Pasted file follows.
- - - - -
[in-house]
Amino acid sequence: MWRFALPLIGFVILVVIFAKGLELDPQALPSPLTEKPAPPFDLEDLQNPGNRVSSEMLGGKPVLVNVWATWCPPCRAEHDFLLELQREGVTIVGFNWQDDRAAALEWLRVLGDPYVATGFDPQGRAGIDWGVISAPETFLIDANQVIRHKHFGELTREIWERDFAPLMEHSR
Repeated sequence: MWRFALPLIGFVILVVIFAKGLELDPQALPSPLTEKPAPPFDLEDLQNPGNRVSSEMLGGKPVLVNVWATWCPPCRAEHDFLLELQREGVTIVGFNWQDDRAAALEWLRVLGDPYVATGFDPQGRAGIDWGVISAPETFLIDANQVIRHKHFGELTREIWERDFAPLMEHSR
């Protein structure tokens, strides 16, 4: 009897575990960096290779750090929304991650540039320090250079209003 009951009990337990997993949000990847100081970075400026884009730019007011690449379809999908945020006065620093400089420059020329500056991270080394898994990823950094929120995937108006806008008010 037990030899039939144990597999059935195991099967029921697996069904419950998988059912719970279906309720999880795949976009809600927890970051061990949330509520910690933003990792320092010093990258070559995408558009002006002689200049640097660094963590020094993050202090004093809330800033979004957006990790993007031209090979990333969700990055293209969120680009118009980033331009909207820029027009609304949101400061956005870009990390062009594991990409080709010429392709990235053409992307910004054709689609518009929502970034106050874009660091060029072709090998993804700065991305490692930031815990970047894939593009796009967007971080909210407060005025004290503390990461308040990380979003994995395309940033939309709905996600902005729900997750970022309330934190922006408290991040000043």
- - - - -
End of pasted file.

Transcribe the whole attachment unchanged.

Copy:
[in-house]
Amino acid sequence: MWRFALPLIGFVILVVIFAKGLELDPQALPSPLTEKPAPPFDLEDLQNPGNRVSSEMLGGKPVLVNVWATWCPPCRAEHDFLLELQREGVTIVGFNWQDDRAAALEWLRVLGDPYVATGFDPQGRAGIDWGVISAPETFLIDANQVIRHKHFGELTREIWERDFAPLMEHSR
Repeated sequence: MWRFALPLIGFVILVVIFAKGLELDPQALPSPLTEKPAPPFDLEDLQNPGNRVSSEMLGGKPVLVNVWATWCPPCRAEHDFLLELQREGVTIVGFNWQDDRAAALEWLRVLGDPYVATGFDPQGRAGIDWGVISAPETFLIDANQVIRHKHFGELTREIWERDFAPLMEHSR
């Protein structure tokens, strides 16, 4: 009897575990960096290779750090929304991650540039320090250079209003 009951009990337990997993949000990847100081970075400026884009730019007011690449379809999908945020006065620093400089420059020329500056991270080394898994990823950094929120995937108006806008008010 037990030899039939144990597999059935195991099967029921697996069904419950998988059912719970279906309720999880795949976009809600927890970051061990949330509520910690933003990792320092010093990258070559995408558009002006002689200049640097660094963590020094993050202090004093809330800033979004957006990790993007031209090979990333969700990055293209969120680009118009980033331009909207820029027009609304949101400061956005870009990390062009594991990409080709010429392709990235053409992307910004054709689609518009929502970034106050874009660091060029072709090998993804700065991305490692930031815990970047894939593009796009967007971080909210407060005025004290503390990461308040990380979003994995395309940033939309709905996600902005729900997750970022309330934190922006408290991040000043």